The American Academy of Pediatrics has amended their previous guidelines about screen time for babies and toddlers. The AAP now says it’s acceptable for babies to Skype or FaceTime with distant family and for older children and teens to do some of their socializing, learning and playing online. But, the AAP maintains that these activities are not as important as and must cease for sleep, exercise, food, conversation and face to face interaction with others. The new set of guidelines replaces longstanding recommendations that children under age 2 avoid all screens and that older children and teens use digital media for no more than an hour or two a day.
Time on computers, phones, tablets and other devices “is not evil, it does not need to be avoided,” said Megan Moreno an associate professor of adolescent medicine at Seattle Children’s Hospital, and a guideline author. “It just needs to be balanced with all the other things kids need.”
The pediatricians stuck with a no-screens recommendation for children younger than 18-to-24-months old with one exception: video chatting. Talking with distant family members via services such as Skype and FaceTime can help build relationships, the doctors say. They still maintain that there’s little evidence babies can understand or benefit from watching TV, using apps or engaging in other online activities.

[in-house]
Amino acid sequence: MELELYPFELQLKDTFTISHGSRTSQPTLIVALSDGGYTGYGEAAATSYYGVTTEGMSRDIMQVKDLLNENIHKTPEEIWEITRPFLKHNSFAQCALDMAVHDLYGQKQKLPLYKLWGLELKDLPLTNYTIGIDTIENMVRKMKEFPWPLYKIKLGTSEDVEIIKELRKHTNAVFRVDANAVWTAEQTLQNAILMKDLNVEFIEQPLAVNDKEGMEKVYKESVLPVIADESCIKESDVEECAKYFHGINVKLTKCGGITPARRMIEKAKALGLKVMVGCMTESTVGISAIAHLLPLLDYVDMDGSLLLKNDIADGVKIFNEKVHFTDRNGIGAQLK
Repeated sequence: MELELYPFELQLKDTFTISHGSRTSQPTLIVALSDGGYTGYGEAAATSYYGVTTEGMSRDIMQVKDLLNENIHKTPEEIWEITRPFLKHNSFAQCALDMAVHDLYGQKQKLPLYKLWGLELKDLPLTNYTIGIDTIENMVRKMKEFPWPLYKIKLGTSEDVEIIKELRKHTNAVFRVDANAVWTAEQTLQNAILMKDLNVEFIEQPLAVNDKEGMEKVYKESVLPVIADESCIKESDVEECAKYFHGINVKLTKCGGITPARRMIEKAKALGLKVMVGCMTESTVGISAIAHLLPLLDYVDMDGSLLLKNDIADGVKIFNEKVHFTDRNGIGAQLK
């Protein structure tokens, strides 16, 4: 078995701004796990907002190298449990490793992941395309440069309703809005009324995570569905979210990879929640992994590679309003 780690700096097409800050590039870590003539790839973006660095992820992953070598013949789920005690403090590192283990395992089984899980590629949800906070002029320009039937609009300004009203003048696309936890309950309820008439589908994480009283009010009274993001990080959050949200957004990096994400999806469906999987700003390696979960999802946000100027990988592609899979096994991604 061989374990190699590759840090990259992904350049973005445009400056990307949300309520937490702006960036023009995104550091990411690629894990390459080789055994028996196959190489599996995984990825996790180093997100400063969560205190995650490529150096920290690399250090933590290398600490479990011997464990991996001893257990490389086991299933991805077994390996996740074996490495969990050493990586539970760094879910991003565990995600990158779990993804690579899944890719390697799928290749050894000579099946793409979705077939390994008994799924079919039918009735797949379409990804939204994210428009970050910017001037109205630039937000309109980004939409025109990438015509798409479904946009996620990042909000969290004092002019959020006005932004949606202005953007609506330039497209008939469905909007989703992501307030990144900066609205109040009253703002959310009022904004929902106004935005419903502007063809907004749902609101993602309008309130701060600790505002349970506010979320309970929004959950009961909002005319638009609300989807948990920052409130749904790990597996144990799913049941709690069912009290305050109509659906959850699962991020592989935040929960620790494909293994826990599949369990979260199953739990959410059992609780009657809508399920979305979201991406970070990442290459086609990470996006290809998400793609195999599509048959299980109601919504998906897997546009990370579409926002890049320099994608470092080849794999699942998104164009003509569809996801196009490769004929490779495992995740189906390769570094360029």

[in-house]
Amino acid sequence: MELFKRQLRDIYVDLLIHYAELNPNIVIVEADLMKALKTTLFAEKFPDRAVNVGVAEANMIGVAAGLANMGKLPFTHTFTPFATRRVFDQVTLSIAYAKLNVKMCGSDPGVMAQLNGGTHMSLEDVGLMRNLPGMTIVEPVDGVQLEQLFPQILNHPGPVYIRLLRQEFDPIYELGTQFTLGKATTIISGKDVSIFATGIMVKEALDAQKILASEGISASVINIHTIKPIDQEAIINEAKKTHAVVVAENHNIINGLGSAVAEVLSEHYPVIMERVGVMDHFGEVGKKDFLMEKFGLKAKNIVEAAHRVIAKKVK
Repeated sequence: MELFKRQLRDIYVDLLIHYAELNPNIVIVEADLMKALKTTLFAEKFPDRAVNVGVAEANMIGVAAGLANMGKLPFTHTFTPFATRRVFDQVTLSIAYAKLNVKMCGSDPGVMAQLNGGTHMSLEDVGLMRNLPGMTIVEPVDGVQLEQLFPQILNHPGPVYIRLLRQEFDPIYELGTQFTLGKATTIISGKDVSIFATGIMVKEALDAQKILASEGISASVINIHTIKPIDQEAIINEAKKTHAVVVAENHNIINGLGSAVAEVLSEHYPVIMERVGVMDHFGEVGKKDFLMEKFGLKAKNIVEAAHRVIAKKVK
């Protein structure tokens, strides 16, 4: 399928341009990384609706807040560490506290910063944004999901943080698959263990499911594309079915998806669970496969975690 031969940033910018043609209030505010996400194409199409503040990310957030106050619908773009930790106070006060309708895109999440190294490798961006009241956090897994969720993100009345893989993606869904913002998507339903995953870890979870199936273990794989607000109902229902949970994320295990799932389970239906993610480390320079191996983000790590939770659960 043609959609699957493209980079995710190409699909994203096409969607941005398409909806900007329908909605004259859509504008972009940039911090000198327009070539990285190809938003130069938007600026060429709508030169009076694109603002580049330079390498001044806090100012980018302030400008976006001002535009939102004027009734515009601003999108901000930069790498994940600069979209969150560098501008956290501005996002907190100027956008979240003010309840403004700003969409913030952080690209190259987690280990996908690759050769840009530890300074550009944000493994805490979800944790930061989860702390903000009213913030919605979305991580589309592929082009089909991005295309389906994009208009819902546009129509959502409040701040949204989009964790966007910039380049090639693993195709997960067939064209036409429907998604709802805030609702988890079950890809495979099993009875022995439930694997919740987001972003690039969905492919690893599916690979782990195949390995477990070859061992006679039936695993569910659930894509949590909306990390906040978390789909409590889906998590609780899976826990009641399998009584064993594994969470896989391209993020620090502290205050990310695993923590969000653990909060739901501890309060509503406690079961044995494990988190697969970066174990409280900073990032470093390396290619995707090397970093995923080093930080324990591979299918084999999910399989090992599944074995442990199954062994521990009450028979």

If parents want to introduce shows and apps to children ages 18-24 months it is important that parents are playing and interacting with them. Phones, iPads and other devices should not replace parental interaction and become “free” babysitting. From ages two to five, the doctors recommend a one hour or less a day and urge parents to keep participating, and to choose only high-quality programming from sources such as PBS Kids and Sesame Workshop.
The guidelines urge families with older children to carve out media limits in a day that should include at least an hour of physical activity and adequate sleep (8 to 12 hours, depending on age), as well as quality family time. Such limits will reduce risks, such as obesity, lost sleep and impaired school performance, while allowing kids to connect online with friends and family and learn about the broader world.
The doctors also recommend that parents:
• Ban devices and tvs an hour before bed and in bedrooms overnight. The light and noise can disrupt sleep.
• Discourage use of entertainment media during homework time. Such multitasking has been shown to interfere with learning.
• Designate media-free places and times (such as dinner time) for all family members, including adults.
• Continue to watch what kids watch and talk to them about online bullying, sexting and other hazards.
(source: USA Today)